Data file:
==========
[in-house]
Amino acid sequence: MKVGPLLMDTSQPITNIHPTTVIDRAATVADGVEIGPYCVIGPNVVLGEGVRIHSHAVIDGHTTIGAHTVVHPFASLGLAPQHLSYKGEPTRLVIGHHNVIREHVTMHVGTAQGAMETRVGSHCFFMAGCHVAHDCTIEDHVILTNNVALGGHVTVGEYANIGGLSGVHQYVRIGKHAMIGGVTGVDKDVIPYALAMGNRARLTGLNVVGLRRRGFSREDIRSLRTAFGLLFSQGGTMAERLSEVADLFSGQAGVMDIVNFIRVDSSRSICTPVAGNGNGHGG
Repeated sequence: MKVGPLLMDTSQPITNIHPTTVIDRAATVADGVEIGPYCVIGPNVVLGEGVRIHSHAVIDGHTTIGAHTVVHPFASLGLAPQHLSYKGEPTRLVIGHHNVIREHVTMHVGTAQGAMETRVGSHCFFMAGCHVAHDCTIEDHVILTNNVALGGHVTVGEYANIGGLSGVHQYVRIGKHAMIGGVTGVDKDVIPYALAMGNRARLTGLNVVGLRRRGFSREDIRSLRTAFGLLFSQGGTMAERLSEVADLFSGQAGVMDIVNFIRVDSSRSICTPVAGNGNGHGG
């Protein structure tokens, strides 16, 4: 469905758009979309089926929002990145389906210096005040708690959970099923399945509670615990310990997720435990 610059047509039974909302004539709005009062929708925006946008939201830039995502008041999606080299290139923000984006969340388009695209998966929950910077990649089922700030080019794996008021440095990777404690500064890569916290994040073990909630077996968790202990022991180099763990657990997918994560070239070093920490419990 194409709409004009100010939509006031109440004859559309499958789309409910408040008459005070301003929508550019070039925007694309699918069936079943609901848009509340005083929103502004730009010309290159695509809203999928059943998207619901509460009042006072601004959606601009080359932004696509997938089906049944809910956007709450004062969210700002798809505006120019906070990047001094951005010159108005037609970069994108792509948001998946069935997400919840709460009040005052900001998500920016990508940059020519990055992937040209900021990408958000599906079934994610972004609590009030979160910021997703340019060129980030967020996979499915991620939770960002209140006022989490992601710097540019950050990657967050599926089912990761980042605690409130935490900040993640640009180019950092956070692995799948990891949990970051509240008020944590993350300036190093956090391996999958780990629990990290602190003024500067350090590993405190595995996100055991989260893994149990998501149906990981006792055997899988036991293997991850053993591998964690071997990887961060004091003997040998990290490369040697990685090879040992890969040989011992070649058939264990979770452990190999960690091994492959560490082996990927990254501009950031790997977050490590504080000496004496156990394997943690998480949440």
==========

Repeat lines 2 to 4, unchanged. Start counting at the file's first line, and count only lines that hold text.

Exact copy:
Amino acid sequence: MKVGPLLMDTSQPITNIHPTTVIDRAATVADGVEIGPYCVIGPNVVLGEGVRIHSHAVIDGHTTIGAHTVVHPFASLGLAPQHLSYKGEPTRLVIGHHNVIREHVTMHVGTAQGAMETRVGSHCFFMAGCHVAHDCTIEDHVILTNNVALGGHVTVGEYANIGGLSGVHQYVRIGKHAMIGGVTGVDKDVIPYALAMGNRARLTGLNVVGLRRRGFSREDIRSLRTAFGLLFSQGGTMAERLSEVADLFSGQAGVMDIVNFIRVDSSRSICTPVAGNGNGHGG
Repeated sequence: MKVGPLLMDTSQPITNIHPTTVIDRAATVADGVEIGPYCVIGPNVVLGEGVRIHSHAVIDGHTTIGAHTVVHPFASLGLAPQHLSYKGEPTRLVIGHHNVIREHVTMHVGTAQGAMETRVGSHCFFMAGCHVAHDCTIEDHVILTNNVALGGHVTVGEYANIGGLSGVHQYVRIGKHAMIGGVTGVDKDVIPYALAMGNRARLTGLNVVGLRRRGFSREDIRSLRTAFGLLFSQGGTMAERLSEVADLFSGQAGVMDIVNFIRVDSSRSICTPVAGNGNGHGG
């Protein structure tokens, strides 16, 4: 469905758009979309089926929002990145389906210096005040708690959970099923399945509670615990310990997720435990 610059047509039974909302004539709005009062929708925006946008939201830039995502008041999606080299290139923000984006969340388009695209998966929950910077990649089922700030080019794996008021440095990777404690500064890569916290994040073990909630077996968790202990022991180099763990657990997918994560070239070093920490419990 194409709409004009100010939509006031109440004859559309499958789309409910408040008459005070301003929508550019070039925007694309699918069936079943609901848009509340005083929103502004730009010309290159695509809203999928059943998207619901509460009042006072601004959606601009080359932004696509997938089906049944809910956007709450004062969210700002798809505006120019906070990047001094951005010159108005037609970069994108792509948001998946069935997400919840709460009040005052900001998500920016990508940059020519990055992937040209900021990408958000599906079934994610972004609590009030979160910021997703340019060129980030967020996979499915991620939770960002209140006022989490992601710097540019950050990657967050599926089912990761980042605690409130935490900040993640640009180019950092956070692995799948990891949990970051509240008020944590993350300036190093956090391996999958780990629990990290602190003024500067350090590993405190595995996100055991989260893994149990998501149906990981006792055997899988036991293997991850053993591998964690071997990887961060004091003997040998990290490369040697990685090879040992890969040989011992070649058939264990979770452990190999960690091994492959560490082996990927990254501009950031790997977050490590504080000496004496156990394997943690998480949440």